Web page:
Setting the Self-Tape Trend

Director of multi-award winning performing arts school The MTA, Annemarie Lewis Thomas gives her opinion on the rise (and rise!) of self-tape auditions in our industry, and describes in detail the steps she has taken to incorporate the trend into The MTA audition process. 2017/18 will be The MTA’s 10th year of auditioning a new […]

Director of multi-award winning performing arts school The MTA, Annemarie Lewis Thomas gives her opinion on the rise (and rise!) of self-tape auditions in our industry, and describes in detail the steps she has taken to incorporate the trend into The MTA audition process.

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An end to expensive audition fees!

2017/18 will be The MTA’s 10th year of auditioning a new intake. Since opening in 2009 the industry has changed so much. I think that people actually forget how quickly the arts evolve – indeed, it’s one of the reasons that I insist on hiring a faculty that actually work in the industry, to ensure that my students are trained essentially for tomorrow’s industry (if that’s at all possible)

Back in 2012/3 we were tipped off that over in LA self tapes were becoming the next ‘big thing’. In truth I hated the idea. Actors setting up videos in their homes or hired studios, performing to camera and then sending them off to faceless production companies or casting directors. However I had received the information from a reliable source, and duly passed the information over to my students. At this point it was just that . . . information, that this ‘thing’ might be coming.

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The MTA: addressing a forever changing industry landscape.

Then almost in the same week, I suddenly had students asking to book out our acoustic pod because they were going to be ‘live auditioned’ and interviewed via Skype! I couldn’t quite believe it. It was a mixture of relief that I had pre-empted the trend, so that they weren’t phased by the request, but there was also the realisation that we, as a college had to actually start dealing with the trend, in case it set in and became more than a passing fad.

In truth it took a little while for self tapes to really explode in the UK, however explode they did, as casting directors and production companies suddenly realised that they were a cost efficient way of seeing a greater number of people. European companies could cast their nets much wider by placing a self tape advert.

If an actor could lose the fear of self taping, they could often work in their favour, after all you got to send the casting people your best attempt, unlike in the audition room when it was a one take moment.

Of course with smart phones getting smarter, and their videoing capabilities soon overtaking the handy videocam, the self tape culture had found a natural ally.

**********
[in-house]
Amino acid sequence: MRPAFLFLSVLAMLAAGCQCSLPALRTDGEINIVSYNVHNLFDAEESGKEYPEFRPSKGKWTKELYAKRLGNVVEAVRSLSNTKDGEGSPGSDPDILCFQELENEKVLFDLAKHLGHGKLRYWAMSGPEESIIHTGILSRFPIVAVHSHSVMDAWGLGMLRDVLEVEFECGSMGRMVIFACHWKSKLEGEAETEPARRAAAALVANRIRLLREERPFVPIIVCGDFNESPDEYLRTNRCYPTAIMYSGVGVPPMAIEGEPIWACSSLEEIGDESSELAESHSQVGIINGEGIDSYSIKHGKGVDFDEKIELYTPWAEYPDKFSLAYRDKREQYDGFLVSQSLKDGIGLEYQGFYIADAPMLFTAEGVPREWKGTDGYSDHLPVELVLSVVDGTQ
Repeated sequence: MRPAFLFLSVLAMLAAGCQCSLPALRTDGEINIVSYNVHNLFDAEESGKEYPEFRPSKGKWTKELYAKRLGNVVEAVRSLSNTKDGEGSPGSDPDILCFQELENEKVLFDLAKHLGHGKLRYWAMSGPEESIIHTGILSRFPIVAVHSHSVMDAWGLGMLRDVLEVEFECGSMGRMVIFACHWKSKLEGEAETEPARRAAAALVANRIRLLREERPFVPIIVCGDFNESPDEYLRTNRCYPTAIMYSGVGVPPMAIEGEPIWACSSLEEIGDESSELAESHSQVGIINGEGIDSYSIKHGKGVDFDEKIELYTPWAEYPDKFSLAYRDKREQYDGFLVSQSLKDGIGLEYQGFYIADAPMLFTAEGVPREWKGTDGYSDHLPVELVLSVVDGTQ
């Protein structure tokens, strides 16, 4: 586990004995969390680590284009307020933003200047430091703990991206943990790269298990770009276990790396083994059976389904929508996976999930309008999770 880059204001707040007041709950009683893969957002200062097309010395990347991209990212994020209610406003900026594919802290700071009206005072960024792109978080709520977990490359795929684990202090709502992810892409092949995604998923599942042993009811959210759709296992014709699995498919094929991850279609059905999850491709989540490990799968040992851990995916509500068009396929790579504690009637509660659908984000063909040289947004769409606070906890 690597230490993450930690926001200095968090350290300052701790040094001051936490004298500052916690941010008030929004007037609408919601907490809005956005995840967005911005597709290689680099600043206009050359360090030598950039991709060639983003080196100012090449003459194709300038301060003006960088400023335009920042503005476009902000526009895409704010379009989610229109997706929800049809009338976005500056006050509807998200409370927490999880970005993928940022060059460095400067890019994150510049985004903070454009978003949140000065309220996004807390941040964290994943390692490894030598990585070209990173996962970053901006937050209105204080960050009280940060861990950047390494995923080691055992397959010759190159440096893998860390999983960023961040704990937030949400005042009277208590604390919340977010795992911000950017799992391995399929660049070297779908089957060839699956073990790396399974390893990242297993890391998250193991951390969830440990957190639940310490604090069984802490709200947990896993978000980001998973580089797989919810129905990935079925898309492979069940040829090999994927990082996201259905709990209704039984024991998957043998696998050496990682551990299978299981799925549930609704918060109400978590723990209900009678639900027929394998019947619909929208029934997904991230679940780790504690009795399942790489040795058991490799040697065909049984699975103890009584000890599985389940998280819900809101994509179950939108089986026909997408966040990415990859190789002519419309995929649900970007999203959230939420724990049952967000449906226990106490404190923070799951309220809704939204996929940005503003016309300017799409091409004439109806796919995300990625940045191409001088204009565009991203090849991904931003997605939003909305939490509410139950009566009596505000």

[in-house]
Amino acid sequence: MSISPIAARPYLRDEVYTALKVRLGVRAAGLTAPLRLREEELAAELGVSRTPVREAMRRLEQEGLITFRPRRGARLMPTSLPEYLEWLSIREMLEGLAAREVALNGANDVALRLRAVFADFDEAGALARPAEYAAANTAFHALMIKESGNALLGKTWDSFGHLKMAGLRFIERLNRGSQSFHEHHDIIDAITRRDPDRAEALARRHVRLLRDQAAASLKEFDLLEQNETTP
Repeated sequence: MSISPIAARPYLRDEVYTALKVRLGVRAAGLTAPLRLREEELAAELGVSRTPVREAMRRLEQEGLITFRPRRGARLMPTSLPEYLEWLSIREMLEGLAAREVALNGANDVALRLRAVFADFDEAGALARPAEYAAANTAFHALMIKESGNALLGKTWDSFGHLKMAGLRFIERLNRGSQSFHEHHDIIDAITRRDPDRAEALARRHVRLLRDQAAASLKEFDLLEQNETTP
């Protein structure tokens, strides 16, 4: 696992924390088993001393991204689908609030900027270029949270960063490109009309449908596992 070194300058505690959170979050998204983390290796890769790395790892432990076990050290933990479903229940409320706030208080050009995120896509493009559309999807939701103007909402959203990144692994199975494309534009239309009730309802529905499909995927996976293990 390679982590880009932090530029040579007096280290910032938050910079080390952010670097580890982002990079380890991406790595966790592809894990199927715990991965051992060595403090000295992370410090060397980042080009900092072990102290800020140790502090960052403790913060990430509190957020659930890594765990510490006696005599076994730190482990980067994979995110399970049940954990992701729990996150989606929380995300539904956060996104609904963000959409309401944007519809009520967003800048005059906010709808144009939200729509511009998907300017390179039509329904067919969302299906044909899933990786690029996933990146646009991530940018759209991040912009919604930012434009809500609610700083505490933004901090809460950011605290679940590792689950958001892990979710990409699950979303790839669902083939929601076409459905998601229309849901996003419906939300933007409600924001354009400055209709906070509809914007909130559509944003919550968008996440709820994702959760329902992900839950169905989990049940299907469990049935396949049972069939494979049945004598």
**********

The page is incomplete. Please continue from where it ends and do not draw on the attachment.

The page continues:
At The MTA we had found an amazing company, Go Film It, who specialized in smart phone filming (who incidentally matched our ethical code, as the owner Cass does some amazing work within the community), and had started to bring them in to teach our lot how to best set up their equipment in order to produce an industry standard self tape. As flash forward to 2016/7, and there was an industry standard. The old ‘point a camera at the wall and stand in front of it’, didn’t cut it any more. You weren’t expected to be Spielberg, but you were expected to have good quality sound, good light, have a neutral backdrop etc.

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Audition overseas with self-tape.

As a college with a 50/50 stage/screen split, my graduates can now expect to do as many self tape auditions as they can regular ‘in the room’ auditions. Therefore when I was reviewing our 2017/8 audition procedure, specifically how to cut costs for the auditionees, it became a no brainer to go down the self-tape option.
I am acutely aware that the drama school audition circuit is expensive for the auditionee. Whilst I’m confident that my college gives the applicant value for money, I know that the additional costs like travel and accommodation soon mount up when you’re applying to several colleges. So by offering up a self tape option first, I can potentially save someone all of those costs.

The theory is simple. At The MTA the successful applicant must be strong in 2 disciplines and will have the ability to be taught the 3rd. Now myself and my team won’t be able to tell if you’re able to be taught the 3rd until we meet you, however we will be able to tell if your 2 disciplines are strong enough simply by watching you on a self-tape.

So in order to make this less intimidating, we teamed up with the Shootdotme app (which we predict will soon become the industry standard – so it’s a useful one to download anyway), and if you’re using an Ipad or an Iphone you can simply use that and email us your self tape. If using an android device you can upload your self-tape directly onto our website.

The tapes are watched by myself and my senior faculty, and we’ll get in touch within a few days to let you know whether it’s worth you carrying on with your application or not. In other words, you don’t pay anything until you know that it’s worth your while.

We hope that this proves that The MTA is not using the audition process as a revenue resource. However we also hope that it proves, that once again The MTA is leading the training sector, not simply keeping up with it.

Many colleges have used self-tapes or DVD’s (back in the day) to essentially audition overseas students. However this is the first time that a college has offered up a self tape audition to all students. We hope that more colleges embrace the technology and start reducing the costs for applicants.

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